The federal version of the expanded child tax credit, introduced by the American Rescue Plan Act in 2021, expired late last year. Also, by all indications, negotiations in Congress to extend the child tax credit for another year are going nowhere. There are already signs that the lack of such credit has led to an increase in child poverty in the United States.
However, some states have been working to enact their own child tax credits, while others have such proposals pending in their legislatures. One of these states is Michigan.
According to Detroit News, the Michigan House this week passed a $2.5 billion plan to both cut taxes and implement a $500 child tax credit. The bill was pushed by Republicans in the House, although it also got Democratic votes.
“If we can’t do it now, as we look at billions of dollars of surplus, we never will,” Rep. Matt Hall, chairman of the House Fiscal Policy Committee, told the newspaper. .
In mid-February, by Click Detroit, the Michigan Senate passed a slightly different plan, though it also included a $500 child tax credit. This week, Republicans in both houses reached agreement on a compromise that includes the child tax credit.
The office of the state’s Democratic Governor, Gretchen Whitmer, said this week that it was “time to sit down around the table to negotiate a bipartisan deal.” The Associated Press reported that the Republican deal alone would be vetoed by the governor.
“Legislation making its way through the legislature is unsustainable and would later result in tax hikes for Michiganders or result in some of the biggest funding cuts to schools, roads and community police protection.” , said a Whitmer spokesperson. Associated Press.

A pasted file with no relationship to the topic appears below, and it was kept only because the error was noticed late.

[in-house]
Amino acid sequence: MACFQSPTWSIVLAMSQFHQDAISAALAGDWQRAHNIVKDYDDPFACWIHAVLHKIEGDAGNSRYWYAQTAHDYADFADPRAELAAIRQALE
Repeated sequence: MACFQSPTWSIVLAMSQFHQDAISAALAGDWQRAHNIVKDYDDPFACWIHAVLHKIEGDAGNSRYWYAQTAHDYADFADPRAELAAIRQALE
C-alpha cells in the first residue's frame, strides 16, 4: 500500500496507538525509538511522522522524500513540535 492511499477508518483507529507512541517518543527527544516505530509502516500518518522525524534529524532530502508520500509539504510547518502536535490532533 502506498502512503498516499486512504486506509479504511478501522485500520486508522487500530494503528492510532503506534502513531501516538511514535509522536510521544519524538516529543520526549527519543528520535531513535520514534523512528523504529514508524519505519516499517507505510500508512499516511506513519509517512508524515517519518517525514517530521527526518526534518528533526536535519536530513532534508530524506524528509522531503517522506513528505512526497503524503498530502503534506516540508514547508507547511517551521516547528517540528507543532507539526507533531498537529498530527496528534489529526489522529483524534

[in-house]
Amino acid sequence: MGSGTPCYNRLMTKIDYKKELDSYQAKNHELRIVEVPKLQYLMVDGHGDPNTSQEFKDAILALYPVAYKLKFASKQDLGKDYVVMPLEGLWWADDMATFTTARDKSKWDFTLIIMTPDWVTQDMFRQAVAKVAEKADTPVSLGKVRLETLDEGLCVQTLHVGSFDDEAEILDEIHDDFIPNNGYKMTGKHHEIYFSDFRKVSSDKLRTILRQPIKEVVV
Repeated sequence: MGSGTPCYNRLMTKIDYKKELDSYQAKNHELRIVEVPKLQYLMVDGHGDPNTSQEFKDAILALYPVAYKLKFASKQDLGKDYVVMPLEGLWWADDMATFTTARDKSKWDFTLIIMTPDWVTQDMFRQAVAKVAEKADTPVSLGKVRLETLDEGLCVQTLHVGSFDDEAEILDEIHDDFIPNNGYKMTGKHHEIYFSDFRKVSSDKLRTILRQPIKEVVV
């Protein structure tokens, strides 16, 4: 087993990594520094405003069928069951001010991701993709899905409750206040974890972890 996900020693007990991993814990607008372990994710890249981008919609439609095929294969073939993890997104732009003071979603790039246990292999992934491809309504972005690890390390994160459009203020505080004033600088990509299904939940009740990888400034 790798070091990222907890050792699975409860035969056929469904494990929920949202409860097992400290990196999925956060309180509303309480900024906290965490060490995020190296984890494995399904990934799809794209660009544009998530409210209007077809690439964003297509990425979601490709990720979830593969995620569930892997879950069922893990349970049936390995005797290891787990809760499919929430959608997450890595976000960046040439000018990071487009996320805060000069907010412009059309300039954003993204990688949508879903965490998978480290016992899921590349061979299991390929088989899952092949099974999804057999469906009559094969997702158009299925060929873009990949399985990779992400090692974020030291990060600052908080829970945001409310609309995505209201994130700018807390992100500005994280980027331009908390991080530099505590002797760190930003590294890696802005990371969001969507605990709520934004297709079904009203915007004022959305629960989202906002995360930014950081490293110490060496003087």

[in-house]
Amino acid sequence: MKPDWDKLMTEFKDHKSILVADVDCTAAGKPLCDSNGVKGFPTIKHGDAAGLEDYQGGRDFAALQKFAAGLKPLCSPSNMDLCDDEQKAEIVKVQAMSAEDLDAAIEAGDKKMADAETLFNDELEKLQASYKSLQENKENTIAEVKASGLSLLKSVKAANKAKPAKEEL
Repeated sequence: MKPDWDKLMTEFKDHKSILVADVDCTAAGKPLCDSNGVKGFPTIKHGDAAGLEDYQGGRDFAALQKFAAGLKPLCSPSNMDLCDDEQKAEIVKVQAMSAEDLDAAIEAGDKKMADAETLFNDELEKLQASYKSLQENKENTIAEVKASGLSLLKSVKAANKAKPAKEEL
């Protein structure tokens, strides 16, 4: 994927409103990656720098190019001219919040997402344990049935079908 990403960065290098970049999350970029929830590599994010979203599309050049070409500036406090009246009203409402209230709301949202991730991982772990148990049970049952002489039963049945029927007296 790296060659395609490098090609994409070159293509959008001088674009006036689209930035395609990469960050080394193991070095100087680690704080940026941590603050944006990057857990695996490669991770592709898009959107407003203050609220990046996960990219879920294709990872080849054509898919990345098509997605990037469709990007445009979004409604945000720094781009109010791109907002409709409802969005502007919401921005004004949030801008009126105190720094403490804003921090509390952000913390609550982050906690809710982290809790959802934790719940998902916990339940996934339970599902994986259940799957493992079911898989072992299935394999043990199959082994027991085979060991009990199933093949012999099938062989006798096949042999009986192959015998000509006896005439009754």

“We are making a structural change that will drain our state government for years, decades, generations to come,” state Rep. Yousef Rabhi, a Democrat from Ann Arbor, told The Associated Press. opposing the Republican Accord. “It will hamper our ability to respond to a recession. … There is nothing more fiscally irresponsible than what is being proposed here today.”
Whitmer, a frequent lightning rod in debates over pandemic restrictions, faces re-election this year as she seeks a second term as governor. Potential Republican opponents include chiropractor Garrett Soldano, millionaires Kevin Rinke and Perry Johnson, former Detroit police chief James Craig and commentator Tudor Dixon. The primary will take place in August.
Stephen Silver, technology editor for The National Interest, is a journalist, essayist and film critic, who also contributes to The Philadelphia Inquirer, Philly Voice, Philadelphia Weekly, the Jewish Telegraphic Agency, Living Life Fearless, Backstage magazine, Broad Street Review and connect today. Co-founder of the Philadelphia Film Critics Circle, Stephen lives in suburban Philadelphia with his wife and two sons. Follow him on Twitter at @StephenSilver.